A much younger Hazer
Hazer turns ten this fall. There, I’ve said it. As much as I’d like to think he has several good years still ahead of him, I can’t help notice how much he’s aged. Oh sure, he still wants to play Frisbee once or twice a day, but even that extracts a toll. And it’s the little changes I’ve seen that make my eyes mist up when I think about them. Like how he still lays on a nearby hill as I garden, but instead of overseeing his domain he’s sprawled out fast asleep. Or how he doesn’t always drag his sorry butt off my bed and come greet me at the door the minute I get home from an errand. And how he does the “old dog shriek” which is basically just noise that consists of yipping and barking at anything and everything simply because he can. But the most telling sign is that in his own dysfunctional way Hazer has grown affectionate in his old age. He wags his tail more often than he did when he was younger and he occasionally flops down at my feet to ask for a belly rub; something he’d never in a million years want before. In fact until now, general touching has not had any part in Hazer’s repartee at all. So it seems a bit odd to have Hazer milling about, trying to outdo the other dogs for my affection. He’s not very good at it either, never really sure if he wants to be pet or just plain left alone, thankyouverymuch. It’s a constant physical run-on sentence that says, “touch me, no don’t touch me, yes, touch me …. not!”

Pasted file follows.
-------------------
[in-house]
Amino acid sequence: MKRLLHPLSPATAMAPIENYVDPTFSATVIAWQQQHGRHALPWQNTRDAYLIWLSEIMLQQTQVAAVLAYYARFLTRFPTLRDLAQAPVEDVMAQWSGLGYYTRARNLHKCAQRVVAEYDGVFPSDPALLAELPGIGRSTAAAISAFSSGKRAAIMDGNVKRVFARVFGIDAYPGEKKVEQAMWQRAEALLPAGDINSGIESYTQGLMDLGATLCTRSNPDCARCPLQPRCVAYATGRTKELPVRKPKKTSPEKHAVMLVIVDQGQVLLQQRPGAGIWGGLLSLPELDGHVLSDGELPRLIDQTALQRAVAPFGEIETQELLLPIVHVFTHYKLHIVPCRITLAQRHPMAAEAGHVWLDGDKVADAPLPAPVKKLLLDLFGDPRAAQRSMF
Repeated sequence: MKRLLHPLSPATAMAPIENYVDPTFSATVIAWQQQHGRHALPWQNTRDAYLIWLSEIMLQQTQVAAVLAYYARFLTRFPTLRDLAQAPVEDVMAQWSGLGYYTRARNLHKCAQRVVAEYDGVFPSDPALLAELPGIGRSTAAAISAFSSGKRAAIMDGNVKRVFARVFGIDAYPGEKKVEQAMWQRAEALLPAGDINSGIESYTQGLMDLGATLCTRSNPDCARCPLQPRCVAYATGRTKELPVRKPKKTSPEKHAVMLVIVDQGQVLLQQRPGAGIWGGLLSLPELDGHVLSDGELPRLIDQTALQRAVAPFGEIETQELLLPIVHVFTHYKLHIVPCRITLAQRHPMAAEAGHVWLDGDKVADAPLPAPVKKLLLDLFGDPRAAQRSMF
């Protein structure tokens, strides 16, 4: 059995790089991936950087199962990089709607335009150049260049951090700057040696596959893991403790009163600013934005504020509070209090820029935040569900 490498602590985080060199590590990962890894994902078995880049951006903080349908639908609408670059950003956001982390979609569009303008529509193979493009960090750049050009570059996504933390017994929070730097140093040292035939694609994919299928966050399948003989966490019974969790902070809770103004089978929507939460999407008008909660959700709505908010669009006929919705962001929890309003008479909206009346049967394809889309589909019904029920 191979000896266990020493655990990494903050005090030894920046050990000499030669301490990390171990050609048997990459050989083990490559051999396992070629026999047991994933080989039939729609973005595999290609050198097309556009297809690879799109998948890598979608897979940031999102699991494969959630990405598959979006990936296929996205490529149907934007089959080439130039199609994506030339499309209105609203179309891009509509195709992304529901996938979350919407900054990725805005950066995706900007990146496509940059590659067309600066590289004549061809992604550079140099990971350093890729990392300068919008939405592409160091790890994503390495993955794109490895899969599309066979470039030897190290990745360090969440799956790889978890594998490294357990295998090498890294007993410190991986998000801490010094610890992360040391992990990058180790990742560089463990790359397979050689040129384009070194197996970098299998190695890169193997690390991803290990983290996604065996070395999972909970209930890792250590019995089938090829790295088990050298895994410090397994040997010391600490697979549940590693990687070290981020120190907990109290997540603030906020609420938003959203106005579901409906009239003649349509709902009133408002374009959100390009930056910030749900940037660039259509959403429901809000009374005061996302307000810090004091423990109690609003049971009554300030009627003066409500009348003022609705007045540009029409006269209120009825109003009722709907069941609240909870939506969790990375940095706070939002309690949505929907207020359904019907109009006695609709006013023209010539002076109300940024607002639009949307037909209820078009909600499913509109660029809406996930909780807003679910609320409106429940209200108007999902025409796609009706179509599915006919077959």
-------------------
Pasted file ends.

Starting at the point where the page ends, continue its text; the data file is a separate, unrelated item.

And then there’s those little marble-like bumps on his head. I gently feel them every day. Measuring. Worrying. Have they grown any bigger? Are they painful? Are there any new ones sprouting? You can’t see them, they’re beneath the skin. Lurking. Probably just fatty cysts, but I worry as time ticks on. His teeth are worn and getting nasty again. Should suck it up and drag his butt off to the holistic dental hygienist this fall? Although he does much better with this appointment than we ever dared hope (a tribute to her, not him), it’s expensive. Does he really need it, does it matter? To look at Hazer he’s doing great. He spends his day pushing his weight around when he can and shrieking when he can’t. He plays Frisbee, accompanies me to the barn where he snoozes in the sunshine, pretending to watch as I do chores. He still loves going to work with Dad on Saturday and jumping into my hatchback while I unload groceries. For the most part, life is good. Here’s to it staying that way for as long as possible.